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The Farmville enterprise. (Farmville, Pitt Co., N.C.) 1910-current, July 05, 1946, Page 4, Image 4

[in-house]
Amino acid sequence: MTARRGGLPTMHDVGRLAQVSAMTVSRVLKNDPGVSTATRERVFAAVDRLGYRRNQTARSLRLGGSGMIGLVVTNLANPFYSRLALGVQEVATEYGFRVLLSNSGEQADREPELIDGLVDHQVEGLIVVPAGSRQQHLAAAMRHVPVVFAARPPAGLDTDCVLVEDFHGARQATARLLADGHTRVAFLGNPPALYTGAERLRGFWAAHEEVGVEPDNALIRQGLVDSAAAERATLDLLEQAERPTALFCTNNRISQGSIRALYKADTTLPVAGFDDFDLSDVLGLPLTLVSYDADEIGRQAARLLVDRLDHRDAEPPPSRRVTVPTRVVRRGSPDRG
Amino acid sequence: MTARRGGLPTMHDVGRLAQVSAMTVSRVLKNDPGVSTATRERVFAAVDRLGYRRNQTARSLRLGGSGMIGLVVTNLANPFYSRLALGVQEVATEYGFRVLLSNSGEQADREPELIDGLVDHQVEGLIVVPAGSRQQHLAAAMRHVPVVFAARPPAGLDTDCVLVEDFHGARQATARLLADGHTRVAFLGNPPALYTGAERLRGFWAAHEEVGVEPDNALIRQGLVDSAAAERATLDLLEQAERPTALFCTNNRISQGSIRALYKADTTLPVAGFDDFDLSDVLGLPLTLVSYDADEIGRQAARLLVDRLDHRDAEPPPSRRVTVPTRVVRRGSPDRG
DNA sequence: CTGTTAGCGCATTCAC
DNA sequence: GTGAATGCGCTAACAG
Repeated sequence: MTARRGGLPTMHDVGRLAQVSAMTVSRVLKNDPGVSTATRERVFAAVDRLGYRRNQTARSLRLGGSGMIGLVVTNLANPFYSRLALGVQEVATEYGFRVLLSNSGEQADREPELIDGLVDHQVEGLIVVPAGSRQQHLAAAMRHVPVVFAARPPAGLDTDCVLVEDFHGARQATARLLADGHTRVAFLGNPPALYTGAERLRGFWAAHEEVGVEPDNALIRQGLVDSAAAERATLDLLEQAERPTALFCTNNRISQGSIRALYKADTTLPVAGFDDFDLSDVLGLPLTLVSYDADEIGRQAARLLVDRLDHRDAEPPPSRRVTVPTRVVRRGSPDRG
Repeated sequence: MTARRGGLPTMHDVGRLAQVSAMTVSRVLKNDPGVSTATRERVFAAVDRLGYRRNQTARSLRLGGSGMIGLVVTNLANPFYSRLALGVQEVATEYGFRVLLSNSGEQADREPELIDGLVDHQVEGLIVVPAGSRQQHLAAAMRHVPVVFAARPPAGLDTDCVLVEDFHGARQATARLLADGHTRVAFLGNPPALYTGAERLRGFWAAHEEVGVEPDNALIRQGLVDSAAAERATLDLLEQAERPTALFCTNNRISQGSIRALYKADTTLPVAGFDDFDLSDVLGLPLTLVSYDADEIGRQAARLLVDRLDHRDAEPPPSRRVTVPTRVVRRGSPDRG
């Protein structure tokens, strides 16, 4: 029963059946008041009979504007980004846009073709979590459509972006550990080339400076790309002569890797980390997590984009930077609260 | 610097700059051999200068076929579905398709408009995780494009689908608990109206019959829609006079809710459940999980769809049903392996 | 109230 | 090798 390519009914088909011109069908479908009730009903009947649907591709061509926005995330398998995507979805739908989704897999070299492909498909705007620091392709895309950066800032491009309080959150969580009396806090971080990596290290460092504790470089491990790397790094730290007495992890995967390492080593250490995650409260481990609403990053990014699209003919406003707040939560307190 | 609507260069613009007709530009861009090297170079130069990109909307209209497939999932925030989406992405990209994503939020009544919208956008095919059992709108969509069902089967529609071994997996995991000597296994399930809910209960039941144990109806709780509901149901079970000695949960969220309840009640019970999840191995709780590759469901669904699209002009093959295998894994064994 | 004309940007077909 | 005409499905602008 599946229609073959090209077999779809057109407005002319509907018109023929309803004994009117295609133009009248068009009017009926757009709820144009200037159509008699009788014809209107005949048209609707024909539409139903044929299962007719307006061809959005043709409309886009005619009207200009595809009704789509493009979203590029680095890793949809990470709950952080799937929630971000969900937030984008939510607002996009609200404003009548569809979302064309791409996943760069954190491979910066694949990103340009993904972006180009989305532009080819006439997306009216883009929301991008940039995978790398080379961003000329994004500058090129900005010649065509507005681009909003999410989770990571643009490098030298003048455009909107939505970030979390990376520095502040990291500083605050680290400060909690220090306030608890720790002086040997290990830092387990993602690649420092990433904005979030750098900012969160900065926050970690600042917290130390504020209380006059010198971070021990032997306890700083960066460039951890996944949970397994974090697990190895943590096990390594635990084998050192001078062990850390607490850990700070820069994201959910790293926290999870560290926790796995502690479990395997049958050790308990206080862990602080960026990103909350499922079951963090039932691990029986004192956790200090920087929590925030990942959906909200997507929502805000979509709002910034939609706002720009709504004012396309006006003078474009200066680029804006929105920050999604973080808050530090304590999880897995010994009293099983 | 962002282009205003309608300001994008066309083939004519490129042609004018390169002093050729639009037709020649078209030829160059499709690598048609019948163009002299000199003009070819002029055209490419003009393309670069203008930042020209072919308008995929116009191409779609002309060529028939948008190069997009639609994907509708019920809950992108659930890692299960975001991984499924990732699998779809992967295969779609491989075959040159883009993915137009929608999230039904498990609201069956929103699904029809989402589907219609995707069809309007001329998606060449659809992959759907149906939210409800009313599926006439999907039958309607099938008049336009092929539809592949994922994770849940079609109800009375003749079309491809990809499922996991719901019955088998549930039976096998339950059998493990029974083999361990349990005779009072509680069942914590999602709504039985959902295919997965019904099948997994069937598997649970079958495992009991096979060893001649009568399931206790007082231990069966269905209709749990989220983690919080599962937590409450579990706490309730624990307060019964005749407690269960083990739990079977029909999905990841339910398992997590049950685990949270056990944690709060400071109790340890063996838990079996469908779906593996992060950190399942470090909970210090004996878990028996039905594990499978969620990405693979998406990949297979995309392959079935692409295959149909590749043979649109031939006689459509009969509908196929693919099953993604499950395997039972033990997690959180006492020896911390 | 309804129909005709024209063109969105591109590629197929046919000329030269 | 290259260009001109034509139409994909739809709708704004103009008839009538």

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Stay m The mght Side Of Your Budget! It will help to practice mme of the leseons learn ed in the past few years. Buy only what yon need, and get the best quality you can afford, fn the kmy run, you'll SAVE ALL WATS ? and make your income go further. *+4* . ? OMi-v - ' X INVCST IN SXVfROS BONDS Our friendly serrice in ?n financial ?utters will meet with ywur com plete satisfaction ? ? ? ? "SAVE TODAY for Ow things you will want ? ^ ^ ^ - U\> ?a.-~ ? 1 and Building 8(ijp|?tlei Farmvilie Retail Lumber Yard '? M 3 . ; PHONE 302-1 ?- , Next to Norfolk-Southern Depot FarmriDe, N. C. ; V'V "V\_> * ?WM<I> ? it*** Qiiiijf .djii ANNOUNCEMENT A. D. GARDNER has recently joined as in oar Cabinet and Blacksmith Shop, and we are now prepared to do all kind of REPAIR WORK on CART and WAGON WHEEL TIRES, TOBACCO TRUCKS and GENERAL FARM MA CHINERY REPAIRS. 1 In our Cabinet Department we wish to announce that we now have a good supply of Screen Wire for Doors and Windows. v SEND US YOUR ORDERS TYRBALL CABINET & REPAIR SHOP PHONE 45-1 .... k FOUNTAIN, N. C. TAKING THE FORWltt STEP Dojpw knew folly about the Loir Ceet of Membership and the sayings yea get by being a member of Joyner Mutual Burial Association, 'Inc., Tour Borne Town Association? This Association was eiganibeli by and for the people of this community and the surrounding areas. Why net call at the Office or mail a Postal Card to ns for say information yen > ing it? DO IT NOW! Tomorrow May Be Too Late. JOE R. JOYNER & SON FUNERAL HOME AMBULANCE SERVICE 105 WALLACE -STREET FARMVILLE, N. C. ? HOME OF ? ? DON'T HESITATE! ? ^ But, before you take the plunge into Home Ownership, I sure to acquaint yourself fully with the advantages of c Home Loan Plan. Learn how much more efficiently, Sav ingly, it serves the needs of Home Buyers. Whether buy * ~ ' an old mortgage, it will pay you from a recaent operation m a ?^vviini - McKeel ?pent the week end ta Whtfrihgton with Mrs. W. L. A. D. McLawhom, It. of Win tarville, visited in the home of Mm G. W. Corbitt, FMday. Mm W. P. Elite and little Frankie, of Wilson Waited .Mi*. W. I. Shackleford, Tuesday. Mm Rotnd Herring1 and Sedma, of Durham, were the i guests of Mr. and Mrs. Paul Craft Cpl. William Willtem Whitley, of Fort Bragg, spent the week end with hte parents, Mr. and Mm J. S. Whit er Mr. and Mm Albert Hiimant and Mr. and Mrs. John Roy Whitley went to Whfte,Lake, Sunday. Mrs. William Windham and Mrs. Albert Hamas* were in Farmville last Friday an business. Mr. and Mrs. Beanie Windham, of Fremont, Mr. and Mrs. Bob Yelver ton, of Eureka, and Mr. and Mm Walter Windham, of Wilson, were dinner guests of Mr. and Mrs. Wil liam Windham, Sunday. Mr. and Mrs. Walter Speight add family spent last week end with hte brother, Mr. and Mrs. Melton Speight, near New Bern. Mr. and Mrs. Dew^y Johnson and family visited their daughter, Mrs. Harper Lee Tyson, in Greenville last Sunday. Mrs. Ed. S. Taylor entertained at a tea for her daughter, Mrs. Breton Taylor, Friday afternoon. The home was beautifully decorated with mixed summer flowers. About sixty guests called during the afternoon. , WILLIAM B. McKEEL Walstonburg.?William B. McKeel, 60, of Walstonburg, died Friday in the Veterans Hospital in Fayette ville from heart complications. Funeral services were coririocted from .the home in Walstonburg Sim day afternoon at S o'clock, with in terment In the Walstonburg Ceme tery. Hie Rev. Key Taylor, pastor of the Walstonburg M. E. Church officiated. Mr. McKeel was bom and reared in the Walstonburg community and was a prosperous farmer end a large farm holder. He was a veteran of Wortd War I and a member of the American Legion Post of Farm ville. The American Legion took part in the service. He is survived by his widow, the former Robbie Ballard of Richmond; a sister, Mrs. Rosa McKeel, and a brother, Carl McKeel of Walstonburg. sweet potatoes may easily be come <tB? of oar most Important food sad feed crops. '*P& JI ? QUESTION: Will we be able to get more hybrid ?phn seed next yearT ANSWER: There are now 116 cer tified and 163 apprentice growers of hybrid corn seed in North Carolina working under the supervision of the N. C. Crop Improvement Association. Much larger supplies of hybrid Beed will be available next year, but grow ers should be careful to get the best adapted strains for their section. A card addressed to the Agricultural Editor, State College, Raleigh, will bring a free leaflet showing the best hybrids for each of the 9 com grow ing sections of North Carolina with a description of each hybrid. QUESTION: When is the best time to begin a fall garden! ANSWER: Right now, says John ny Harris, Extension horticulturist at State College. He suggests that seed of cabbage, broccoli and cauli flower be sown in cups or other con tainers, and thinned to one plant to the cup. After they have grown for 4 to 6 weeks, set the plants, dirt and all, In the garden. In this way the pilints trill have a much better op portunity of withstanding the hot, dry weather of summer. Parole For Meadows Set A$id? By Board Raleigh.?The case for parole of Dr. Leon R. Meadows, former presi dent of East Carolina Teachers Col lege now serving a three-year prison sentence for embezzlement and false pretence, has been set for reopening next December 16, according to Pa rolee Commissioner, Hathaway Cross. The Paroles Commission, which re viewed the case yestetday, declined to parole Meadows. He entered pri son September 26, 1946. We Render Service with Dignity and Honor ? NOTHING UNDONE, * NOTHING OVERDONE! Ambulance Service PHONES: W. H. DUKE DAY ?r NIGHT W. C. GARNER 356-1 416-1 ^ ; 468-1 ELECTRIC IRONS A TtKMIFIC VAtVi *SMit 3Si for poftogc ? Cool, Kuy-Grip lUndl^i ? CompWa with Detachable Cord. e Suitable far All Type* of Ironing. ? Attractive, Durable Chrome ML S^ndMonmrOrd%zorCh%ok (t&d* taring C.O.D. 0&oi^4 K1K fALIf COMPANY 534 Pittabargh Life Bldg.^cpt 65" flft^bargh & Pa. I 50 Hour SHU.MM-JMRHPlHi . . Rvrf. '? . , . - ? fcj ? TTME & ONE-HALF OVER 40 HBS. ? wiii* tie': I IM-II Hi III) , j?. ??jfa-iiSto'-i, ^ - i?. 1 ?* m aot+*~ * * * #? ? ? * * ? nn JANE GREENE, Mgr. Phone 479-7?Farm vifle, N. C. I State College Hints For Farm Homemakers ' ? ; ; By Biih Current, ^ N. C. State College. It's no time to waste or throw away any kind of food. The foods hot needed for tike hungry world are the foods that will help as nil the gap made by our voluntary curtailment of fata, oils, and grain. '? B If there are leftover foods, proper storage and beat use of them in tasty dishes will keep them out of the gar bage pail. Meats often spoil unless placed in the coldest part of the re frigerator. Forgotten food riioved hack in the iee box too often ends up in the garbage pail. Frequent inspection of packaged I goods, too, saves waste and elimi nates damage from insects and mice. One of the most outstanding spots I for food waste is right at the table. J The bits of food scraped from plates. There is plenty of room for saving the be* rr nutrition in the foods that come into the kitchen, if they are property prepared. Food valaea can be almost completely loet in cooking. For example, paring away one-tenth to one-quarter of the potato results in physical loss, but in adition iron and vitamin C in the potato are wast ed by not cooking it with the jacket on. There is also nutritive food. .. when housewives cook vegetables too much water and then drain off , the water into the sink. Here's a waste of vitamins and minerals which have aeeped out of the vegetables.' into the water. In addition to that,' flavor which might encourage the1, eating of such vegetables as cabbage and turnips is lost by too much cook ing. Screwworm flies are reported at-'| tacking cattle in southern Georgia and farmers are treating wounds of animals with Smear 62. j?:?r , "For Hen's Sake, Grow Yellow Corn" reads a news bulletin. Yea, yellow com contains vitamin A bjit """- i | WANTBD1 ? WHITE GIRLS for| Regular Work?Apply at Chand ler's 5c to $1.00 Stone, N. C. | WANTED! ? TwoT stats, "bay Gayle or Chas. Gayle, Phone a r* i Mil.. . - MMX - ? - *cv. >? II l9n?ipnB6 Olllce. ; ; b| SKI HI STOPS -RUNNING FITS II I DOGS op We WTuad yen* I We know of ne other g fits rbmedy. Dkng Co. (7-5-4tp) I FOR SALE ? Splendid T Cow and her 3-mee. old bail Excellent milker, beat I. C. Extra Hill, N. C. ;? ^SM HAVE YOU LOOKED OVER SPORTING GOODS! WE RY NEARLY A FRESH BARBECUE FOR Krtrj Week ton) by the Roy Dixon, West RfcOretod Stteet, Fai C. S-14-4tp HALE HELP WANTED?Man, aerre known grocery and MwwIwM prod ucts on local rout*. Average **? to |5# weekly. Write Roatc grr. P. O. Box M71, Virginia. M i . . . ' ir.ljjr - il Ti. in. IN AND wST ' e; . Hip"* rt*?ffi'i}' ????"'; mtu^^mi.. y?wc ?r. MM'fV*-'. -X BEjt ?-' *' ? '-"ft" *:' ' , Lrf.'.'" -. ,"j i.j';V.:',' r *<;.?'51 .":>d " .?'? V* U- ??' - ft- , : -<,H r. '--.?.4 v " - ? - ;?*?'? -'^/^ga Jggtefo i~ sl a 11$ r"'? $t*&-4 ?>-?5 -..<; el- '? ?.-- . U - t ?H. -& * *1 'J \v;?;, : a a fe.'t. |$ ?;rf With price ceilings lifted ... a wild inflation ary move will surely fallow unless the buy ing public exercises the utmost caution in BUY SPARINGLY . . .Amy only the items you actually need and in the smaHest pofasi bfe quantities. BE SURE THE PRICES ARE RIGHT . . . do not pay in excess of prices preVdHiag during lecent months. M price controls during the emergency period provided they were senriMy administered and we are alarmed to see all ceilings re moved without some reasonable control. V? '? J - BELK -sTYLBR pledges Toll cooperation in trying to maintain the usual LOW PRICES. We will dolour utmost to "hold the Hne" in then Our markup wffl carry the same low always placed'on our M m ti* KEEP PRICES PROM SHY ?-iG if we are to avoid a national it